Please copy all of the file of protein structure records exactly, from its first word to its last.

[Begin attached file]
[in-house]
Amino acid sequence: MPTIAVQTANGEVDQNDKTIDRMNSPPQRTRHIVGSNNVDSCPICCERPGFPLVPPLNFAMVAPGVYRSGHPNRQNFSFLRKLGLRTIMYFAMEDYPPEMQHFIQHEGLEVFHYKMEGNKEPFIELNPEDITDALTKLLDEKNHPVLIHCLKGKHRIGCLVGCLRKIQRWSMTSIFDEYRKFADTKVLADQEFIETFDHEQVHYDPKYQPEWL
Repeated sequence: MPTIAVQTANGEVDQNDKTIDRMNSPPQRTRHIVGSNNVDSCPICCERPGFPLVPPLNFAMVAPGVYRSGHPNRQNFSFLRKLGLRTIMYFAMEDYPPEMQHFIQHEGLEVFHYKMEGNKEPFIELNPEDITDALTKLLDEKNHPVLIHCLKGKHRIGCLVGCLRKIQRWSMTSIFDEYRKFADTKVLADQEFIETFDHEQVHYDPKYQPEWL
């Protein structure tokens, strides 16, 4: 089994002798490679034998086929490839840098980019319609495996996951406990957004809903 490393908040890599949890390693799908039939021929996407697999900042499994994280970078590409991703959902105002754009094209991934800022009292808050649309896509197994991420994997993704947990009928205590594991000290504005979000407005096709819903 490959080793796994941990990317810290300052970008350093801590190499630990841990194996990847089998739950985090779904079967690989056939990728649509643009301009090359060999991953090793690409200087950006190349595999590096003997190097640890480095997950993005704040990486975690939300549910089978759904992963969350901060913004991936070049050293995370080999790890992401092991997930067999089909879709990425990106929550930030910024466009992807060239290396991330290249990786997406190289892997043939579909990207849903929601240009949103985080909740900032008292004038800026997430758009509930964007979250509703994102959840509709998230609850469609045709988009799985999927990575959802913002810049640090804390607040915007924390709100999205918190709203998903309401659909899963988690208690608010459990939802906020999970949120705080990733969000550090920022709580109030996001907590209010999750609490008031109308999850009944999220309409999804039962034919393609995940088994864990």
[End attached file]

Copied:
[in-house]
Amino acid sequence: MPTIAVQTANGEVDQNDKTIDRMNSPPQRTRHIVGSNNVDSCPICCERPGFPLVPPLNFAMVAPGVYRSGHPNRQNFSFLRKLGLRTIMYFAMEDYPPEMQHFIQHEGLEVFHYKMEGNKEPFIELNPEDITDALTKLLDEKNHPVLIHCLKGKHRIGCLVGCLRKIQRWSMTSIFDEYRKFADTKVLADQEFIETFDHEQVHYDPKYQPEWL
Repeated sequence: MPTIAVQTANGEVDQNDKTIDRMNSPPQRTRHIVGSNNVDSCPICCERPGFPLVPPLNFAMVAPGVYRSGHPNRQNFSFLRKLGLRTIMYFAMEDYPPEMQHFIQHEGLEVFHYKMEGNKEPFIELNPEDITDALTKLLDEKNHPVLIHCLKGKHRIGCLVGCLRKIQRWSMTSIFDEYRKFADTKVLADQEFIETFDHEQVHYDPKYQPEWL
């Protein structure tokens, strides 16, 4: 089994002798490679034998086929490839840098980019319609495996996951406990957004809903 490393908040890599949890390693799908039939021929996407697999900042499994994280970078590409991703959902105002754009094209991934800022009292808050649309896509197994991420994997993704947990009928205590594991000290504005979000407005096709819903 490959080793796994941990990317810290300052970008350093801590190499630990841990194996990847089998739950985090779904079967690989056939990728649509643009301009090359060999991953090793690409200087950006190349595999590096003997190097640890480095997950993005704040990486975690939300549910089978759904992963969350901060913004991936070049050293995370080999790890992401092991997930067999089909879709990425990106929550930030910024466009992807060239290396991330290249990786997406190289892997043939579909990207849903929601240009949103985080909740900032008292004038800026997430758009509930964007979250509703994102959840509709998230609850469609045709988009799985999927990575959802913002810049640090804390607040915007924390709100999205918190709203998903309401659909899963988690208690608010459990939802906020999970949120705080990733969000550090920022709580109030996001907590209010999750609490008031109308999850009944999220309409999804039962034919393609995940088994864990």